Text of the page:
Kaplan captures
Dan Warnshuis of
Utopia Vineyard
checking on his
Pinot Noir at the
Newberg winery.

The Bigger Picture

Why professional photos are so important

By Carl Giavanti

Professional photography can be expensive — anywhere from a few hundred to a few thousand dollars — which explains why a client of mine recently balked at the suggestion he hire a professional photographer and build a multi-purpose photo gallery. “iPhone photos are good quality. Why can’t we just use those? Are photos so important? Do people really care?”

Yes, photos are important, and people do care.

Image-based marketing is essential as consumers are reading less. Photos with captions and Instagram posts have replaced winery blogs. Newsletters with real winery news become fast facts, images of recent events and wine promos.

When working with the media, know that writers prefer to focus on their written interviews and appreciate knowing the winery has invested in high-resolution photography, as their editors typically require photos with proper attribution. Most online publications don’t have photographers on staff and often rely on writers to take or source photos, while print publications will request high-res large-file size images to accompany articles.

I talked to Jason Kaplan of Jason E. Kaplan Photography about the importance of high-resolution quality photography for wineries. “Wineries can build their brands through storytelling. Images are so important to creating narratives that create an emotional connection to the business. This could be especially true for properties that host events. Even for ones that don’t, people like the opportunity to look behind the curtain and see how things are actually done,” Kaplan said.

I also wanted perspective from a designer and developer, so I asked Shery Rice of Greenhouse for comments. “Consumers don’t always recognize when they are seeing a great photograph. But they know instinctively when they are seeing a bad one — they cannot personally connect with the image and are not inspired to further interaction. The production value of your photography makes a subliminal statement to consumers about how you value your own offerings and leads them to the next unconscious steps in assessing whether or not to pursue your brand further.”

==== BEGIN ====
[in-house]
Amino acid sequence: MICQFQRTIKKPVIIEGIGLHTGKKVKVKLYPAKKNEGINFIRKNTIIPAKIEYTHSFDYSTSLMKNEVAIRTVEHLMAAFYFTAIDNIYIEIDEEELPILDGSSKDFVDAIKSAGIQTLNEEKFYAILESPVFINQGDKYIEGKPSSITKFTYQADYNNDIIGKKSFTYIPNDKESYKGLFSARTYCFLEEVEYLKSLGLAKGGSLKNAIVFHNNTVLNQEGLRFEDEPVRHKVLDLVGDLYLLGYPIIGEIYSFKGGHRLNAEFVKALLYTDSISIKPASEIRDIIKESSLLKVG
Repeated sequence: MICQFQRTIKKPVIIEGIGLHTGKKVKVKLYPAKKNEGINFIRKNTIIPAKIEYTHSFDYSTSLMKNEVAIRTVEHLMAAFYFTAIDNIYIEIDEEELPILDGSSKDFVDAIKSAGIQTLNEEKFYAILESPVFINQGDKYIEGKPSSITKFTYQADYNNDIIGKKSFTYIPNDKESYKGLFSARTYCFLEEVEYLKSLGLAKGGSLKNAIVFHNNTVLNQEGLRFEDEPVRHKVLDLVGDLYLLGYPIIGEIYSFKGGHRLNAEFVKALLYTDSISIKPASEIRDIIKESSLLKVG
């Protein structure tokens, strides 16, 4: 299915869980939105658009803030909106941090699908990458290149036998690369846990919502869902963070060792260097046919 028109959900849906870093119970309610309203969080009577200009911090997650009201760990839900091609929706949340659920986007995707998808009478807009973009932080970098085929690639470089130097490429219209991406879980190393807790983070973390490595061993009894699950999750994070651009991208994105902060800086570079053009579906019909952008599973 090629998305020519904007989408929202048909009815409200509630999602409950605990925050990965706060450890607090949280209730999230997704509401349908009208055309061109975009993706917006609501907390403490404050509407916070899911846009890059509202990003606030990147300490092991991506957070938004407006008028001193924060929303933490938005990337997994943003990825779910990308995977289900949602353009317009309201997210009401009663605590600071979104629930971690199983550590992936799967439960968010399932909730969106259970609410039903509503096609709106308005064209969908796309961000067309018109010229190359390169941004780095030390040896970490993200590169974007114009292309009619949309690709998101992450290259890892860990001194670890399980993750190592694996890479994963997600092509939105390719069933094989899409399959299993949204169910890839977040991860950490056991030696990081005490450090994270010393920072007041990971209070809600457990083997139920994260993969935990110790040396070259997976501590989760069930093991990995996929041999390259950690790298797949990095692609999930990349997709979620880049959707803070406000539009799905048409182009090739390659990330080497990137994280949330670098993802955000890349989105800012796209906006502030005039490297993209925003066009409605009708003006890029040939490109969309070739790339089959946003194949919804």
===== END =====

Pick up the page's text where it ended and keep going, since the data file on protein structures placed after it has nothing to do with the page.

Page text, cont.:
For the reasons stated above, I suggest the following: 1) Photos should be originally high-resolution and then formatted for print, website and social media. 2) Create a photo gallery on the website for consumers as well as trade and media — Dropbox is a great tool for sharing photos with the latter. 3) Assign someone to curate a photo library, from which marketing can source images (owned media) for email newsletters, social media posts, event listings, advertising, print collateral and the list goes on. 4) Have access to original files for print collateral such as logos and labels. 5) Hire a photographer to create bottle shots with a transparent background, asking if the dates can be edited in Photoshop — this makes bottle images reusable — “evergreen” photography is good.

It’s also important to acquire the rights to your own photos. This is something you need to discuss and would happen solely for paid engagements. It’s less likely a professional photographer will allow you rights if they are doing a pro-bono shoot or trading their time for wine. It is also much safer to own your own image media than to use other people’s social media post images, even though they exist in the public domain.

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